This floor houses incidental seating niches within the hallways and along the windows, allowing students to work in informal ways. The niches integrate benches, data access, and charging stations. The design of the large, 1,900-sq.-ft. teaching lab invokes industrial aesthetic. It features polished-concrete floors and painted steel columns, beams, and a metal deck ceiling.
The HVAMC space that houses multiple 3D printers is located across the hallway from the large teaching lab and has the same finishes. Rounding out the first floor is an 850-sq.-ft. machine shop; a post-processing shop for the finishing of 3D-printed objects; and support spaces, including offices, mechanical and electrical rooms, and public bathrooms. An elevator with an accompanying lobby connects the Hub’s two floors.
On the second floor, there is a smaller lounge/collaborative space at the end of the main corridor, which offers a working counter and comfortable deep, cushioned armchairs. There are also eight faculty offices, an open office space, a 300-sq.-ft. conference room, three research/teaching labs, and a 1,200-sq.-ft. computer lab.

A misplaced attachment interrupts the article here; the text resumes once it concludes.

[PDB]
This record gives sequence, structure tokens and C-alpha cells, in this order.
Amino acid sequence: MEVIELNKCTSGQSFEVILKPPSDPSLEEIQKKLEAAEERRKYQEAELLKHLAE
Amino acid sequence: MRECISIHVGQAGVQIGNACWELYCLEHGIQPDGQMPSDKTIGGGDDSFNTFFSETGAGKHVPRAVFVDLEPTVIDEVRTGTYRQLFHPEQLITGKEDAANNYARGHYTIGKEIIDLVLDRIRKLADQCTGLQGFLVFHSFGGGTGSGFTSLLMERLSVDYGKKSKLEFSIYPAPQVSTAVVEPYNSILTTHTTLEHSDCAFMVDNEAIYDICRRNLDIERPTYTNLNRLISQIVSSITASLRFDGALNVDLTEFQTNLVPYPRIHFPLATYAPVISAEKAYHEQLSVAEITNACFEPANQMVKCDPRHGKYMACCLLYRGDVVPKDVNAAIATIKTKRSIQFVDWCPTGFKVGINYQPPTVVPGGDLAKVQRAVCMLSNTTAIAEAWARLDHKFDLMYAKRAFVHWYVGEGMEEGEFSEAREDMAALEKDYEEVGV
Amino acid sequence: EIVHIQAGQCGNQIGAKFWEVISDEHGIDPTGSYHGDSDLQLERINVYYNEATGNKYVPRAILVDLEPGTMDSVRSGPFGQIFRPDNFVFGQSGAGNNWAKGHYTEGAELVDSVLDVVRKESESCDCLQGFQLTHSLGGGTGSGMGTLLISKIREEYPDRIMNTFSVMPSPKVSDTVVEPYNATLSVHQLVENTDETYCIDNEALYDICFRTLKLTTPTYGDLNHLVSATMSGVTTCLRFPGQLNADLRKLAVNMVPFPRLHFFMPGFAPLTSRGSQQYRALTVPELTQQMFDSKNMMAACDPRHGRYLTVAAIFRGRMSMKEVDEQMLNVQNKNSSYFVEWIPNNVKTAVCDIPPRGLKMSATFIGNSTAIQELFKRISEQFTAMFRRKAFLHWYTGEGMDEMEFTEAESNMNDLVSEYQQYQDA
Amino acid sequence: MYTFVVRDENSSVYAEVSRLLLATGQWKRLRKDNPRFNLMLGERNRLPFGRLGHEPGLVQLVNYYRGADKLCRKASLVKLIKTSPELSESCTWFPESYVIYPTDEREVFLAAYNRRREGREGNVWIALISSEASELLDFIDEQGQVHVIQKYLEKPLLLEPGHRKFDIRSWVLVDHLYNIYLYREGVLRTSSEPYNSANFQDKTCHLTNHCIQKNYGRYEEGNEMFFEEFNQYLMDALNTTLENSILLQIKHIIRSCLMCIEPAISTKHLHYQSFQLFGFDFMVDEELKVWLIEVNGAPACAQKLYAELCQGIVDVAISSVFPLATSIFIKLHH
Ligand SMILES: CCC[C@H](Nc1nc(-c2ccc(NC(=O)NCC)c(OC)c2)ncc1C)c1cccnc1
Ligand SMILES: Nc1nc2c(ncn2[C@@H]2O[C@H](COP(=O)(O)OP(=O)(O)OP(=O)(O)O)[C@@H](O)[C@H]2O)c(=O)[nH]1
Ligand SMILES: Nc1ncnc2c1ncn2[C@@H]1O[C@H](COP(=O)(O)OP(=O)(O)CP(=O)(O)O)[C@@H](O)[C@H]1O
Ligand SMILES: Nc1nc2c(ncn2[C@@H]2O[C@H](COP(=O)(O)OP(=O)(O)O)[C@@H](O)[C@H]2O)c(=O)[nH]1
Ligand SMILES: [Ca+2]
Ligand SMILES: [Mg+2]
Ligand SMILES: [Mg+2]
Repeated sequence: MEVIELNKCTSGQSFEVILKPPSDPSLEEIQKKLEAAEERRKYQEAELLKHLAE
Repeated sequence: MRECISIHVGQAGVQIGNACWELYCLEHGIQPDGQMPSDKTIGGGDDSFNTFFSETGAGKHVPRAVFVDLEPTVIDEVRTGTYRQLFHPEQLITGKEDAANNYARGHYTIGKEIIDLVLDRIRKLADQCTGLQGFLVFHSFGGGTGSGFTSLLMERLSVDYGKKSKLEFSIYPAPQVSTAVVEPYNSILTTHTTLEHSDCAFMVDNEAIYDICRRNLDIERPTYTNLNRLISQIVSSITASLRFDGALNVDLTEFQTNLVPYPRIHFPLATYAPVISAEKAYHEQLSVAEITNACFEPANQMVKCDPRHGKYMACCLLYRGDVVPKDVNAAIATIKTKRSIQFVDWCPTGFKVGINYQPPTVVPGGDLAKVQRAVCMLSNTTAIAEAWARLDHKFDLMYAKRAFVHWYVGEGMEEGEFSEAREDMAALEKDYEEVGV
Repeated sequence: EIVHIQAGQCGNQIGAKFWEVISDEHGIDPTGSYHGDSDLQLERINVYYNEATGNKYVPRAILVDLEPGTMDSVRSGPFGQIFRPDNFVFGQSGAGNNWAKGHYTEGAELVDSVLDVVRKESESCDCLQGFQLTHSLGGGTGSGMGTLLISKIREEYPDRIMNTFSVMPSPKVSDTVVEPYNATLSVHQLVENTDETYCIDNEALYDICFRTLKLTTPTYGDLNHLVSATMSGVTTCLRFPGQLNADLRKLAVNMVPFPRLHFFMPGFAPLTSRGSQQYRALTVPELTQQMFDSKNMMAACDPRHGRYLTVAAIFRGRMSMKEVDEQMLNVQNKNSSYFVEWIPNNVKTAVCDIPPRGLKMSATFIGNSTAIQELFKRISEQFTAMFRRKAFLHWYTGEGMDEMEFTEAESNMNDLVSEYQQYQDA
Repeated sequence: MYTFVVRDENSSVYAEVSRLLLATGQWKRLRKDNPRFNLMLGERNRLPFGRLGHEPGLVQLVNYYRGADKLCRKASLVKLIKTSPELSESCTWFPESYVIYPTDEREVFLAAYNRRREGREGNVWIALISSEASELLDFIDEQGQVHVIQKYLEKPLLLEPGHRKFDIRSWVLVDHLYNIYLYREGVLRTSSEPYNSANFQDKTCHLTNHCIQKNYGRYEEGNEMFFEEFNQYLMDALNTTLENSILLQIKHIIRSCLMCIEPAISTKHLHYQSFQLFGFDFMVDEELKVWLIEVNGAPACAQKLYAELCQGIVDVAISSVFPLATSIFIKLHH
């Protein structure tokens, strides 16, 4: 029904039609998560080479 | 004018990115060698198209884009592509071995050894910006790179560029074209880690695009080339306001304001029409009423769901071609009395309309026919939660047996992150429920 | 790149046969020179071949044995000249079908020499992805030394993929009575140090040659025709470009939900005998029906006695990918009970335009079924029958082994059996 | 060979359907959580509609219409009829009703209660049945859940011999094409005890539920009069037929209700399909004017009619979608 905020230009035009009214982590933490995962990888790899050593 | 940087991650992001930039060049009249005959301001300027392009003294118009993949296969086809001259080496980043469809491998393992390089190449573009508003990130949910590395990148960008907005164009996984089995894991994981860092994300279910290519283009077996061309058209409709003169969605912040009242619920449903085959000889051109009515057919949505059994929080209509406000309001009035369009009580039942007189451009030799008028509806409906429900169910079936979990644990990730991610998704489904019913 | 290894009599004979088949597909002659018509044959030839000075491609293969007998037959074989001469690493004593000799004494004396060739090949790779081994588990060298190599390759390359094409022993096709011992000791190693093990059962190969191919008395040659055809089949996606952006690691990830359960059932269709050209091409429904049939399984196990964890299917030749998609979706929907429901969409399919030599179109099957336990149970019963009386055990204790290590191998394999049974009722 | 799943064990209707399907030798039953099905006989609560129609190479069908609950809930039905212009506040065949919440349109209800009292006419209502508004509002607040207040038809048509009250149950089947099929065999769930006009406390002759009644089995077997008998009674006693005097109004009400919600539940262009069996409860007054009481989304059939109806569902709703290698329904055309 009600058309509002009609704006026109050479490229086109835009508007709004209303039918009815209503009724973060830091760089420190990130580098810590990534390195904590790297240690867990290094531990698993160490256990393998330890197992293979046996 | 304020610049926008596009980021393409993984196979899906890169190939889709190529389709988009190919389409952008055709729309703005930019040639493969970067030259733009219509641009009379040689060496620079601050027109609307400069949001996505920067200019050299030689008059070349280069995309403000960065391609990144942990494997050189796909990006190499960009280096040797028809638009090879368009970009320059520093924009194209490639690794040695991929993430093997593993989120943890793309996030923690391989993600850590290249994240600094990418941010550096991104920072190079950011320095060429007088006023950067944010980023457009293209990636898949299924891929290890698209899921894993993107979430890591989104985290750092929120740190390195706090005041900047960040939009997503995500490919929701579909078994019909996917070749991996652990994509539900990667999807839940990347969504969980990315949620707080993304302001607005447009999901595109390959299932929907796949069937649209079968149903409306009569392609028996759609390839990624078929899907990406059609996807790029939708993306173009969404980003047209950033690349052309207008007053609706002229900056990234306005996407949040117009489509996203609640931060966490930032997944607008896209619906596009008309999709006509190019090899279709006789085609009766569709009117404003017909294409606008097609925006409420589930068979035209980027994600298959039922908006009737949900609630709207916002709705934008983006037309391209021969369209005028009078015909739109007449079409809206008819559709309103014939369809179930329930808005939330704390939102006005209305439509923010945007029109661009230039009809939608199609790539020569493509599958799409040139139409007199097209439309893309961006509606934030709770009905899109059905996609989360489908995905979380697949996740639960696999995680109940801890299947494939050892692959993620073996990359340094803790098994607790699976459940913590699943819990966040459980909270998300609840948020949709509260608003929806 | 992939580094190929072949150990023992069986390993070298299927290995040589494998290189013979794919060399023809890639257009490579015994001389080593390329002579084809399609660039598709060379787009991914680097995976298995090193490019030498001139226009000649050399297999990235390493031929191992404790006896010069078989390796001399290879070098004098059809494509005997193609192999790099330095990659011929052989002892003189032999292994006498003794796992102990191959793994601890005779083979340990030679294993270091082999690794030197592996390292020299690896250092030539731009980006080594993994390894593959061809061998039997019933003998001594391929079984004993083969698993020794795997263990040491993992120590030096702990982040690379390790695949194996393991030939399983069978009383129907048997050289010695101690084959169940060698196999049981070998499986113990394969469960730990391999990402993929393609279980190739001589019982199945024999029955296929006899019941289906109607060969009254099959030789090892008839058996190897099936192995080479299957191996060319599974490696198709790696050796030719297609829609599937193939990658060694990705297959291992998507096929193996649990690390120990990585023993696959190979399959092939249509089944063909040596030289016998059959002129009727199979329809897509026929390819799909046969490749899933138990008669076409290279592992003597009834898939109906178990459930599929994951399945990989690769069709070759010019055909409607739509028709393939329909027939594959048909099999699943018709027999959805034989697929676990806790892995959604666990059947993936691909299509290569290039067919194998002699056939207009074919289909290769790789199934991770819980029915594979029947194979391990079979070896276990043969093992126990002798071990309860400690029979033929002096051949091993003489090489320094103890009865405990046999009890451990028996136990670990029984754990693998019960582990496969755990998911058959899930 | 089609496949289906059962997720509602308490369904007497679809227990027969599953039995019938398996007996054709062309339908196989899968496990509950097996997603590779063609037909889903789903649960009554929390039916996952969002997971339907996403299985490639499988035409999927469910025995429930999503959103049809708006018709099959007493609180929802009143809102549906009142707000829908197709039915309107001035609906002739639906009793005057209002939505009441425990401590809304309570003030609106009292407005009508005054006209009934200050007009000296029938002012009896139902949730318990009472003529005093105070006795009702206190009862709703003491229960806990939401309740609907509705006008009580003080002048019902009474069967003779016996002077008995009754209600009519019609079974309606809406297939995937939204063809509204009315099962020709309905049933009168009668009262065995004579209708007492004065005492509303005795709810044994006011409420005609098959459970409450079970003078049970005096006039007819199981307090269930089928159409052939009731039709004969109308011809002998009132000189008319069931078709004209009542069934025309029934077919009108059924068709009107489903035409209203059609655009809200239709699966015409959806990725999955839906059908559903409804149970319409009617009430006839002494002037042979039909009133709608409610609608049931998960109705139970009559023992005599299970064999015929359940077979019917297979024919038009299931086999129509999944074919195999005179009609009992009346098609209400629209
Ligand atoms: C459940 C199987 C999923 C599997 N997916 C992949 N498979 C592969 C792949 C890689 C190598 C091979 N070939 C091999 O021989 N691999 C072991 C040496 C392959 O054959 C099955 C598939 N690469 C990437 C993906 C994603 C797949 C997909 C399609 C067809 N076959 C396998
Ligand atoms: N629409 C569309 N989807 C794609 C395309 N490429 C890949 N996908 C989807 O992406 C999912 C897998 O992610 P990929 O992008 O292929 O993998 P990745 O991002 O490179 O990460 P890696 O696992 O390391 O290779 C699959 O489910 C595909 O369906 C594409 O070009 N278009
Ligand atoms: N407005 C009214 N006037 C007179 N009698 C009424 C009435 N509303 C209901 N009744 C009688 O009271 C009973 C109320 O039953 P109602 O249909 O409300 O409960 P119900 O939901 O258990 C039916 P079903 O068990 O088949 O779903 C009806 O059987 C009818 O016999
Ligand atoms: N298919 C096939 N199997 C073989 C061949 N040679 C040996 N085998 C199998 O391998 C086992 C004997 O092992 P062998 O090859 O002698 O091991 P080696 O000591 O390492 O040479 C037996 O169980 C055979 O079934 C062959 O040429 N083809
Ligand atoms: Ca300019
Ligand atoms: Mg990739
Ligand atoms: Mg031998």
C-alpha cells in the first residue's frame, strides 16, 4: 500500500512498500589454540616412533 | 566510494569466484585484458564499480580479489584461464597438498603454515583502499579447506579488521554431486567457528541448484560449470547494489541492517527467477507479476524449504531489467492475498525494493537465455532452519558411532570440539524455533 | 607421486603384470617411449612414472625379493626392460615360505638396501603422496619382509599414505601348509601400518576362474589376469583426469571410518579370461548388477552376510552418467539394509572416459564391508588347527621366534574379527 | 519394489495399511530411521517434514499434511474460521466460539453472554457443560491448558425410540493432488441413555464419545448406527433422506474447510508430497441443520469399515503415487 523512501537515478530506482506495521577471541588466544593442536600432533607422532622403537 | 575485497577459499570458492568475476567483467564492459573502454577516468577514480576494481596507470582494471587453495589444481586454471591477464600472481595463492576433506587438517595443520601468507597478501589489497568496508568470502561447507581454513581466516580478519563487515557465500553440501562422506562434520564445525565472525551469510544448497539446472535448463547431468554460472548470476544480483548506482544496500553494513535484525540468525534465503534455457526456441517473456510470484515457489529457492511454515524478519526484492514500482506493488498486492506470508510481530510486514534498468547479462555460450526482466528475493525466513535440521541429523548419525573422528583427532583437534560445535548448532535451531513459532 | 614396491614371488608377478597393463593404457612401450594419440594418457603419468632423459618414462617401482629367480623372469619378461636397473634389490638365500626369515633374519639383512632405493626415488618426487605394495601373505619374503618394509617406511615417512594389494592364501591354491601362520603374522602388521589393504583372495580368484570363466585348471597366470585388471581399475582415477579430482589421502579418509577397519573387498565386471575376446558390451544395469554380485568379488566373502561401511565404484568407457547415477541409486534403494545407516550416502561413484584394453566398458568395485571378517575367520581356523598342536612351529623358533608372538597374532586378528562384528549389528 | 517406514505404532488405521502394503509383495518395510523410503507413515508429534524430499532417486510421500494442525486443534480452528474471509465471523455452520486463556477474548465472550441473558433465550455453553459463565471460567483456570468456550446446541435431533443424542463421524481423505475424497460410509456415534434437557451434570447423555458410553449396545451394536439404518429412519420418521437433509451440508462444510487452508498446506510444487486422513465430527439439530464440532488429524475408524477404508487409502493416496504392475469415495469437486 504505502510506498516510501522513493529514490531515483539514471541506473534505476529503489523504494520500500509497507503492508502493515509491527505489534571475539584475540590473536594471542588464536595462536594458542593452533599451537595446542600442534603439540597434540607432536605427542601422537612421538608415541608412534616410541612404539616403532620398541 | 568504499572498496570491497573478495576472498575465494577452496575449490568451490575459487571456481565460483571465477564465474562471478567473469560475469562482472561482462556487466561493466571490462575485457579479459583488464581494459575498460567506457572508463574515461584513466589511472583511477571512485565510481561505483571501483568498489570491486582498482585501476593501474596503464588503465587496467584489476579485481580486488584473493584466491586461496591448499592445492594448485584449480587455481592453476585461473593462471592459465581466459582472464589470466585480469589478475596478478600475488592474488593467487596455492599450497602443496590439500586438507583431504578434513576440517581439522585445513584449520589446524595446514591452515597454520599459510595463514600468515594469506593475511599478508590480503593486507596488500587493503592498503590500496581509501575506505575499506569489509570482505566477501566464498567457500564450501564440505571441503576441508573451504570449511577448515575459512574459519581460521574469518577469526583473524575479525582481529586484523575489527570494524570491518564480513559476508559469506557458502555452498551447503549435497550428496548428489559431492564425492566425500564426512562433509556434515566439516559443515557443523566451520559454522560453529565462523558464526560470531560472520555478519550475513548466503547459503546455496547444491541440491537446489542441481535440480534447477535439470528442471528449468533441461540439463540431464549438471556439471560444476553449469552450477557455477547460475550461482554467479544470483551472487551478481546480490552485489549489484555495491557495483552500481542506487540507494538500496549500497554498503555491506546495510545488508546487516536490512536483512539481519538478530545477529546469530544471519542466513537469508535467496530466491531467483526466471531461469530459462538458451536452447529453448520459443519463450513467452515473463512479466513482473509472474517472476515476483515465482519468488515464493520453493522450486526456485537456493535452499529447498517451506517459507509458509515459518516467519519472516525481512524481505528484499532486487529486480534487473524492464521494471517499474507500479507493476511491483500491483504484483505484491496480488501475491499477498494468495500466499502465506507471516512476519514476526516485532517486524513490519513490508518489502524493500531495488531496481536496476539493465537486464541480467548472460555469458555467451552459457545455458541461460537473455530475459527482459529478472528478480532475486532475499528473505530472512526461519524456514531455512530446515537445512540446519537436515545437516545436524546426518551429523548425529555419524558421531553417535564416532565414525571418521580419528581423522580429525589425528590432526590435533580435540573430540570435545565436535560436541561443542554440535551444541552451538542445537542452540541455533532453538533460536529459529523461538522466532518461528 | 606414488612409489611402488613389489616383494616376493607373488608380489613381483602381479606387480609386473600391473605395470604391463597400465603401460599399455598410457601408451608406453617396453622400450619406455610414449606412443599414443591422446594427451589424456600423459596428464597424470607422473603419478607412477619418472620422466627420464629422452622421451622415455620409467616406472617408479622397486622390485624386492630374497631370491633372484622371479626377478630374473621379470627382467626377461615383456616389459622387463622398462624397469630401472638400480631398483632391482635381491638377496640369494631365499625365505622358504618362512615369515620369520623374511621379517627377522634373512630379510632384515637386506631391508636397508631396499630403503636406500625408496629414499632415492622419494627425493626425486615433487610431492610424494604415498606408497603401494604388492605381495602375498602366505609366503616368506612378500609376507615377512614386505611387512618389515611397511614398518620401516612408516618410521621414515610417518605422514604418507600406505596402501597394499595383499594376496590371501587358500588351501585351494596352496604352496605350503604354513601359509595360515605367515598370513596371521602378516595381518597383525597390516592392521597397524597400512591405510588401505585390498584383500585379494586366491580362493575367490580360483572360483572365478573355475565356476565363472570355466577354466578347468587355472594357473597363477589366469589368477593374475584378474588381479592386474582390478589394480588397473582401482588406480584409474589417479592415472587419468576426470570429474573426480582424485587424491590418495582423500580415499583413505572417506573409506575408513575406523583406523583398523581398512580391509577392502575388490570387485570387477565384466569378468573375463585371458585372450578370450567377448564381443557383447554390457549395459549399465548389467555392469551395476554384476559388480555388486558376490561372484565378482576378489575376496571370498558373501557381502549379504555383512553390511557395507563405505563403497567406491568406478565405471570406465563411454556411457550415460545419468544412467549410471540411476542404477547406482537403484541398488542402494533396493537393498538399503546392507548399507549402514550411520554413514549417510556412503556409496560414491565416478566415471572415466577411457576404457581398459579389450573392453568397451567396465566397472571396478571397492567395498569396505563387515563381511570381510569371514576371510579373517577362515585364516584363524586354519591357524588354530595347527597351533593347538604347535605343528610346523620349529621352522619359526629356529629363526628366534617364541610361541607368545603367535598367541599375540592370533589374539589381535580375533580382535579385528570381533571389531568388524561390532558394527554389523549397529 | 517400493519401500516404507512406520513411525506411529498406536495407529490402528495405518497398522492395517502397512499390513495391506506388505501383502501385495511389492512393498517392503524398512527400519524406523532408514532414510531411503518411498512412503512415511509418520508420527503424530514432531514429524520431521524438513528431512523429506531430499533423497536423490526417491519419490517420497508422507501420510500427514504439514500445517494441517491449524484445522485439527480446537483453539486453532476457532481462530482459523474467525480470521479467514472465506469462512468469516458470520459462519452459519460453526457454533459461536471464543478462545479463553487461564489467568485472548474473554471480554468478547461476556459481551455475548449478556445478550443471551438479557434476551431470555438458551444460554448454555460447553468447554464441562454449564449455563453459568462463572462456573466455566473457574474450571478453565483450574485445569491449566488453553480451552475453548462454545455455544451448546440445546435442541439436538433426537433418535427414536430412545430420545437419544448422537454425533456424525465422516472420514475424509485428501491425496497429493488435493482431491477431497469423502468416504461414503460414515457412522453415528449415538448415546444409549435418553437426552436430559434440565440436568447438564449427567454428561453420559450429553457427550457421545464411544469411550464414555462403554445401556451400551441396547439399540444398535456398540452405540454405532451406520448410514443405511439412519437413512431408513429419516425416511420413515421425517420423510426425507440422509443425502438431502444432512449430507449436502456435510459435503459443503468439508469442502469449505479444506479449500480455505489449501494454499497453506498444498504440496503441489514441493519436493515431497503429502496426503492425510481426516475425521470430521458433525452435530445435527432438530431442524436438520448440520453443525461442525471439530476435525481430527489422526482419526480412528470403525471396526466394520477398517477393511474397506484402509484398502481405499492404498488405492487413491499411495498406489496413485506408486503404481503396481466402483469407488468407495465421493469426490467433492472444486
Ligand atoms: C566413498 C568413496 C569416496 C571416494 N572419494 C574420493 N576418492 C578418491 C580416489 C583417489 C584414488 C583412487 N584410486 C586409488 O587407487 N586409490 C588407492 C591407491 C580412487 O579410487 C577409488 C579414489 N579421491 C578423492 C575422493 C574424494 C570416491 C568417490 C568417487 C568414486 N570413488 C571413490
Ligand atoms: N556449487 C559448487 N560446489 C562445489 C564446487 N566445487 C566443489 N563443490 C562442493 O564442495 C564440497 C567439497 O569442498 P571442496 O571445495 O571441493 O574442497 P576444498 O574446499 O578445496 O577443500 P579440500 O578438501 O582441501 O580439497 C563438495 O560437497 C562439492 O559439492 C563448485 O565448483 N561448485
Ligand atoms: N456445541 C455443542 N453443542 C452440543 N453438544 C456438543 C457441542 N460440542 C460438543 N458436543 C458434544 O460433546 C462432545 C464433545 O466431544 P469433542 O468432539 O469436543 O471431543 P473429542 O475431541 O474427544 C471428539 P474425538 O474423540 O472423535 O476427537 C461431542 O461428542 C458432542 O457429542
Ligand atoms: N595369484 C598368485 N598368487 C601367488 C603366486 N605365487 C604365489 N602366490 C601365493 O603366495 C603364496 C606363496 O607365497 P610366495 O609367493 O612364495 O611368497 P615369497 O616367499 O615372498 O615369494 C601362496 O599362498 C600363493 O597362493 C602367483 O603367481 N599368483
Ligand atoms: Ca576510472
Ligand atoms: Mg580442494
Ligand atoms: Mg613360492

All of the collaborative spaces feature expanses of the university’s colors – blue and orange – as well as wood soffits and acoustical cloud ceilings to add warmth and texture to the spaces. Flooring is vinyl composition tile (VCT). The ceilings in the labs are exposed, with linear LED pendants illuminating these spaces.
Located in the Hudson Valley, 90 minutes from metro New York City, SUNY New Paltz is a selective college serving about 8,000 undergraduate and graduate students. New Paltz delivers undergraduate majors in Business, Liberal Arts, Sciences, Engineering, Fine and Performing Arts and Education. Urbahn Architects is a full-service planning and design firm based in New York City. Since its founding in 1945, the firm has designed projects for organizations and institutions that operate in the education, science, residential, healthcare, justice, transportation, and infrastructure sectors. PC Construction offers general contracting, construction management, and design-build services to private and public clients across the country.